Dear Jewish Fairy Godmother:

I’m terrified. I’m headed to Detroit tomorrow to have The Talk with my
82-year- old mother. She’s lived independently or semi-independently
her entire life. My father died when she was 50. For the last 10 years
my youngest sister has been living with her, but she’s ready to move
out and make her own life. My sister’s been a safety net for all of us,
making sure her mom took her meds, driving her to appointments
(Mom turned in her own license when she felt unsafe!) and generally
being around so none of us had to fear every ring of the phone. Mom
is intelligent, spry, and relatively healthy. Other than the fact that she
can’t drive she is very self-sufficient. But I know that could change in a
minute, and I live two thousand miles away, as does everyone except
my sister. How can I have The Talk, which every child dreads having
to have, to prepare for the inevitable living-in- a-group- setting, so we
don’t have to make rushed or bad decisions in a time of crisis?


Dear Eeek:

There’s no easy way for this one. Everyone dreads it, no matter which
side of the conversation equation they are on. And if she knows your
sister is planning on moving out, you know she knows that The Talk is
part of your visit. So she will likely be apprehensive and afraid, even if
she does her maternal best to hide it. Start out having as good and
casual a visit as you can, at least for the first day or two. Come from
the airport with flowers and plan to take her out for a special one-on-
one dinner. Try to assess how she’s doing without making her feel like
she’s under the microscope. Even if she knows the conversation is
inevitable and looming, she will be on her best behavior. But don’t be
surprised if tears follow. It is going to be hard, but it is important and
necessary to do.

Take the role of her advocate, as in: Mom, how do you want to handle
the future? What’s your idea of the best and safest way for you to live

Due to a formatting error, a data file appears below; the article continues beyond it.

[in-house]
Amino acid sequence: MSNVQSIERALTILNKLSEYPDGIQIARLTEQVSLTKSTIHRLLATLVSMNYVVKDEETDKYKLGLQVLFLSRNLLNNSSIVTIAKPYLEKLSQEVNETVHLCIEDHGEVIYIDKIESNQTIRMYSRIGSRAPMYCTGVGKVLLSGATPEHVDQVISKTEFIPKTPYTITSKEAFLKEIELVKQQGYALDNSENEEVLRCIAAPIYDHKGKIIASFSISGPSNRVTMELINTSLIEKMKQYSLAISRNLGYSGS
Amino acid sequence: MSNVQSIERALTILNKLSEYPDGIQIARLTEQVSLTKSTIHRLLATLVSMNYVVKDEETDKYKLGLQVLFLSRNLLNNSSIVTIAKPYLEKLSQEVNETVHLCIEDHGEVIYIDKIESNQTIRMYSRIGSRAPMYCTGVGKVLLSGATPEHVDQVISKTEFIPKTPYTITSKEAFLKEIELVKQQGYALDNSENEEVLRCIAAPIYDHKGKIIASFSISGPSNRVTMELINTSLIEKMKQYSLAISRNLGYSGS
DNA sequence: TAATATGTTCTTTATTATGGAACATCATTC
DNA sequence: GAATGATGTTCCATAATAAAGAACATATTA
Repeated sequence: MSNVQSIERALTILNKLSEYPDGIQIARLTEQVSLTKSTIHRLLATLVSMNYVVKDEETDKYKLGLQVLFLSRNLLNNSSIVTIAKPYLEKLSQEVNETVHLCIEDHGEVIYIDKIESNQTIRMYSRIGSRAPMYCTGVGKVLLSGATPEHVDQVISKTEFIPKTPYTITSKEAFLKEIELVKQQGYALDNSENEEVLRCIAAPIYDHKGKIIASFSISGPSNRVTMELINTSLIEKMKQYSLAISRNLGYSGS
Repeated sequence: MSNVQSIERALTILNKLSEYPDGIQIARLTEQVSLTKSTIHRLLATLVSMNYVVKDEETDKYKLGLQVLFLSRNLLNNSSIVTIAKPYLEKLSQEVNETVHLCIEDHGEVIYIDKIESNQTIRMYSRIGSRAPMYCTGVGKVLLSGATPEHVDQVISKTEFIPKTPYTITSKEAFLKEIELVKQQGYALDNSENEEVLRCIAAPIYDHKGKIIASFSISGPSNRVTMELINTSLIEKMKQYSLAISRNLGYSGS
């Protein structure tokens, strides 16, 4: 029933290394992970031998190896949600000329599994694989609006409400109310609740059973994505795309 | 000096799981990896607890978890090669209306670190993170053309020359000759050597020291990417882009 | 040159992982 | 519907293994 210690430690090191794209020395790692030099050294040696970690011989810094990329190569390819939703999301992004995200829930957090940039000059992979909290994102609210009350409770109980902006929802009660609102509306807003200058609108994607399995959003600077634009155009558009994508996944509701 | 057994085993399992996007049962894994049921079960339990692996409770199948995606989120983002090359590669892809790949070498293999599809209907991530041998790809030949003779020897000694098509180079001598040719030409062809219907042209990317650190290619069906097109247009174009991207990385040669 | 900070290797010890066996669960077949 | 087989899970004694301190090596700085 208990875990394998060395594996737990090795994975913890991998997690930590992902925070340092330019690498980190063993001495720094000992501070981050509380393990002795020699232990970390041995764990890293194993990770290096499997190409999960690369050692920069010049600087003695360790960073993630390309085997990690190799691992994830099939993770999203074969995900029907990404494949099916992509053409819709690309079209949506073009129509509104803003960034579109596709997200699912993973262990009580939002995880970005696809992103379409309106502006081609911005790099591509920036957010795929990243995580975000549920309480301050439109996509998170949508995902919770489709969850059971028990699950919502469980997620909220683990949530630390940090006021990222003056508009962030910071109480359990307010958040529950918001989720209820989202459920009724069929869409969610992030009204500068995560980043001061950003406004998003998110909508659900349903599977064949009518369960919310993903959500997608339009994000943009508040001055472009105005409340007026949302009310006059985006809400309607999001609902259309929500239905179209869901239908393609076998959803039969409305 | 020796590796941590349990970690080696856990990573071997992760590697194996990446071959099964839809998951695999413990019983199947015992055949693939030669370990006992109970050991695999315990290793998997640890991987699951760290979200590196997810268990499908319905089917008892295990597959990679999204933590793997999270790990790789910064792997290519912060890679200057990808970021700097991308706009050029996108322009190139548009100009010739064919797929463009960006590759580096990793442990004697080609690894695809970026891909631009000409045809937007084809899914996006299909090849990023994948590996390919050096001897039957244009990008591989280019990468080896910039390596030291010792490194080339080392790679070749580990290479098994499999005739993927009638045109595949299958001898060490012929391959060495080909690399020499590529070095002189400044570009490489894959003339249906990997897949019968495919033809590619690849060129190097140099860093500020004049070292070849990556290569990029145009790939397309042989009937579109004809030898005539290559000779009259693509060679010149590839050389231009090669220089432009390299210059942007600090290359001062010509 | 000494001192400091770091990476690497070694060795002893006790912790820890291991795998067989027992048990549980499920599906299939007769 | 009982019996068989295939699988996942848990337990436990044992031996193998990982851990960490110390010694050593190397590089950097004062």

after [sister name] moves out? Then listen. Don’t confront her, and
avoid pushing her into a place of resistance. She might surprise you by
saying she is ready, or that she knows a move is inevitable. Most likely
she will argue that it should be deferred. Listen to her arguments one
by one; see what makes sense and what doesn’t. Ask her if she’ll
come with you to one or two of the closest and best assisted-living
facilities that perhaps, God willing, one or more of her friends is
already living in. Help her see the better points about them and also
help her recognize that if she has a health crisis she could end up
somewhere far less optimal, and that planning is a far better process
than making a bad decision later.

You have a lot of homework to do to pull off the eventual transition.
Your local sister will be a big help in getting the house packed up and
decluttered. But you need to carefully assess financial resources,
weigh options, and learn about waiting lists and long-term treatment
options. There’s a big difference between an independent living
situation, and a facility that offer progressive “step-down” options
when your mother begins to fail. Assume that this process will take
three to six months and try to work with your local sister to keep her
involved. But the nest thing you can do is to make sure your mother
knows you love her, and that this is about keeping her safe and
healthy for as long as possible. The Talk should focus on care, not
punishment. Good luck.